Tag Archives: Japan

Japan News | Women

Medical university in Tokyo found to have altered women candidates’ scores on entrance exam
  • A probe found that Tokyo Medical University, one of Japan’s most prestigious medical schools, systematically boosted male applicants’ scores while cutting female applicants’ in an effort to reduce women’s admission to the school.
  • Investigators discovered that scores on the exam had been affected for at least a decade, driven by admissions officers’ belief that parental obligations would interfere with women’s commitment to the profession.
  • The discovery was found amidst a broader investigation into corruption involving the alleged admission of a government official’s child in exchange for subsidies.
Read

Tokyo Medical University admits subtracting points from repeat male applicants’ scores and boosting others to secure donations” (The Japan Times | August 2018)

‘Makes me shake with rage’ – Japan probe shows university cut women’s test scores” (Reuters | August 2018)

‘Betrayed’: victims of Tokyo medical school scandal speak out” (The Guardian | August 2018)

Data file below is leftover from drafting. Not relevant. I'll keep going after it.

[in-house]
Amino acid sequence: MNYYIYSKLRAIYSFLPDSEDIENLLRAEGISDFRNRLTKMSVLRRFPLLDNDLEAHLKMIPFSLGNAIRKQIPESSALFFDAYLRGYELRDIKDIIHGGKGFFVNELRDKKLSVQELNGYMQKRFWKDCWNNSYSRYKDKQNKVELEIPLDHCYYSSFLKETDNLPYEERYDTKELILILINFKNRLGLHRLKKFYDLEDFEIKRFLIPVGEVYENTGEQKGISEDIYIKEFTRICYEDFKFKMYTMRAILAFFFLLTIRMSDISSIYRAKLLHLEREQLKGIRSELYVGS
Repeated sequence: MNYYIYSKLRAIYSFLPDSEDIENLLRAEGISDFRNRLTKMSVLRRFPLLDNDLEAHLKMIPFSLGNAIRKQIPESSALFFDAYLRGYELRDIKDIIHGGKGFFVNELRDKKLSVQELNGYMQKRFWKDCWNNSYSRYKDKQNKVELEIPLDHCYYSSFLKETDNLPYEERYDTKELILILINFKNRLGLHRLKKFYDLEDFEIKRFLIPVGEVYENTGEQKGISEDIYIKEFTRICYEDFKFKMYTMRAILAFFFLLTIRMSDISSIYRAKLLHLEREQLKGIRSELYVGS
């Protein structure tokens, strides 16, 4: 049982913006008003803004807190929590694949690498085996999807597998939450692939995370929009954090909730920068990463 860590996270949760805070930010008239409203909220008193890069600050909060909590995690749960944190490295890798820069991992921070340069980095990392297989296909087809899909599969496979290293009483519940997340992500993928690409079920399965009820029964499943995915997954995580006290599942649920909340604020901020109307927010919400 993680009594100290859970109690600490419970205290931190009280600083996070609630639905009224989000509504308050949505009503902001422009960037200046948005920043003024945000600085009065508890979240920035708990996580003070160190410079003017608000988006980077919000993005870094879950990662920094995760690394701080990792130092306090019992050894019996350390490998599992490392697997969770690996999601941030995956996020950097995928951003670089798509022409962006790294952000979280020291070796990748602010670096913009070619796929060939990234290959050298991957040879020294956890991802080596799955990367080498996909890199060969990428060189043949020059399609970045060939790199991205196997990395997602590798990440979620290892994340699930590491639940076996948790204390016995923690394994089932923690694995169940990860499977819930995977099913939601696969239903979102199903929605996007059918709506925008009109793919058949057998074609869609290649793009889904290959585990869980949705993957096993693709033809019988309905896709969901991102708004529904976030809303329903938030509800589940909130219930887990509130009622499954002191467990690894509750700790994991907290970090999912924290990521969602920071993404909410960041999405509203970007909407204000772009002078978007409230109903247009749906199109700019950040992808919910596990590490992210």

Japan News | Migrants & Refugees

Death of Vietnamese man in Japanese immigration center renews concerns about immigration protocols
  • Van Huan Nguyen died in the East Japan Immigration Center in Ibaraki prefecture northeast of Tokyo.
  • Nguyen had originally come to Japan as one of more than 11,000 refugees the country took in in the aftermath of the Vietnam War, though the cause of his detention has not been stated.
  • Nguyen’s death is one of more than a dozen in immigration detention facilities since 2006 and comes as Japan’s at times suspicious and unwelcoming treatment of migrants and asylum-seekers—including poor medical care in detention, familial separation, and its provisional release conditions—has faced renewed international scrutiny.
Read